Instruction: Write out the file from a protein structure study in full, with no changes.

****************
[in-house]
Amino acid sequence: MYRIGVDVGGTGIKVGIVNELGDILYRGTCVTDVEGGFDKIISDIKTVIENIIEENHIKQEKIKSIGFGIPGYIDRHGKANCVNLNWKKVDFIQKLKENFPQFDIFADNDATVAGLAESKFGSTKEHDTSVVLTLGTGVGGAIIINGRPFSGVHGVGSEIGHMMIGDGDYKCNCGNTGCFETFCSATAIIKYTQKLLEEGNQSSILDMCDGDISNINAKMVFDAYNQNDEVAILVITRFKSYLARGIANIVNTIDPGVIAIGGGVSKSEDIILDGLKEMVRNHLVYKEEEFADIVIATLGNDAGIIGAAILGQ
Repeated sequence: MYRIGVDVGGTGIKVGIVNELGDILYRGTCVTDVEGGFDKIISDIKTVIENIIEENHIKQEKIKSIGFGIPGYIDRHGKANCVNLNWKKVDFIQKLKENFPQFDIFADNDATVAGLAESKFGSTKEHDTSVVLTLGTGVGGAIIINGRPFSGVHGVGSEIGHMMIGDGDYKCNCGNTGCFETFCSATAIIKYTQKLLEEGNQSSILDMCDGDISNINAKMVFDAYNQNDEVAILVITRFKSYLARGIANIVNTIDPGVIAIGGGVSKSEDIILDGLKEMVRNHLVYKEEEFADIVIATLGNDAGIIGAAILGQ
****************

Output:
[in-house]
Amino acid sequence: MYRIGVDVGGTGIKVGIVNELGDILYRGTCVTDVEGGFDKIISDIKTVIENIIEENHIKQEKIKSIGFGIPGYIDRHGKANCVNLNWKKVDFIQKLKENFPQFDIFADNDATVAGLAESKFGSTKEHDTSVVLTLGTGVGGAIIINGRPFSGVHGVGSEIGHMMIGDGDYKCNCGNTGCFETFCSATAIIKYTQKLLEEGNQSSILDMCDGDISNINAKMVFDAYNQNDEVAILVITRFKSYLARGIANIVNTIDPGVIAIGGGVSKSEDIILDGLKEMVRNHLVYKEEEFADIVIATLGNDAGIIGAAILGQ
Repeated sequence: MYRIGVDVGGTGIKVGIVNELGDILYRGTCVTDVEGGFDKIISDIKTVIENIIEENHIKQEKIKSIGFGIPGYIDRHGKANCVNLNWKKVDFIQKLKENFPQFDIFADNDATVAGLAESKFGSTKEHDTSVVLTLGTGVGGAIIINGRPFSGVHGVGSEIGHMMIGDGDYKCNCGNTGCFETFCSATAIIKYTQKLLEEGNQSSILDMCDGDISNINAKMVFDAYNQNDEVAILVITRFKSYLARGIANIVNTIDPGVIAIGGGVSKSEDIILDGLKEMVRNHLVYKEEEFADIVIATLGNDAGIIGAAILGQ